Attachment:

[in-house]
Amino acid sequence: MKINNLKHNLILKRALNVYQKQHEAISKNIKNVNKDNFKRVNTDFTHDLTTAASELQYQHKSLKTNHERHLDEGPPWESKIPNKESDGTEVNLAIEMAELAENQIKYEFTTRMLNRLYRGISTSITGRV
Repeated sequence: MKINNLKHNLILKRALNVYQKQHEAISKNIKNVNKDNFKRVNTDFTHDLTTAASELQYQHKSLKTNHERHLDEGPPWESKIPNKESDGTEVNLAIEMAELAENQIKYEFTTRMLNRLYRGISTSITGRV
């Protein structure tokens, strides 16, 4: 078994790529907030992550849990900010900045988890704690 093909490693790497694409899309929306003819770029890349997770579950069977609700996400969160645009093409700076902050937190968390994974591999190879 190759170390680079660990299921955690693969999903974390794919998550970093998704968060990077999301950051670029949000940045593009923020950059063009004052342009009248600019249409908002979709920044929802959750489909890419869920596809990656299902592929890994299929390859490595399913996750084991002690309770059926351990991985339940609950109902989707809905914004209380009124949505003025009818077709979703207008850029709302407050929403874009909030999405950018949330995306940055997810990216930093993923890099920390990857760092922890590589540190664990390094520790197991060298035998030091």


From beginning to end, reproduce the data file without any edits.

[in-house]
Amino acid sequence: MKINNLKHNLILKRALNVYQKQHEAISKNIKNVNKDNFKRVNTDFTHDLTTAASELQYQHKSLKTNHERHLDEGPPWESKIPNKESDGTEVNLAIEMAELAENQIKYEFTTRMLNRLYRGISTSITGRV
Repeated sequence: MKINNLKHNLILKRALNVYQKQHEAISKNIKNVNKDNFKRVNTDFTHDLTTAASELQYQHKSLKTNHERHLDEGPPWESKIPNKESDGTEVNLAIEMAELAENQIKYEFTTRMLNRLYRGISTSITGRV
């Protein structure tokens, strides 16, 4: 078994790529907030992550849990900010900045988890704690 093909490693790497694409899309929306003819770029890349997770579950069977609700996400969160645009093409700076902050937190968390994974591999190879 190759170390680079660990299921955690693969999903974390794919998550970093998704968060990077999301950051670029949000940045593009923020950059063009004052342009009248600019249409908002979709920044929802959750489909890419869920596809990656299902592929890994299929390859490595399913996750084991002690309770059926351990991985339940609950109902989707809905914004209380009124949505003025009818077709979703207008850029709302407050929403874009909030999405950018949330995306940055997810990216930093993923890099920390990857760092922890590589540190664990390094520790197991060298035998030091």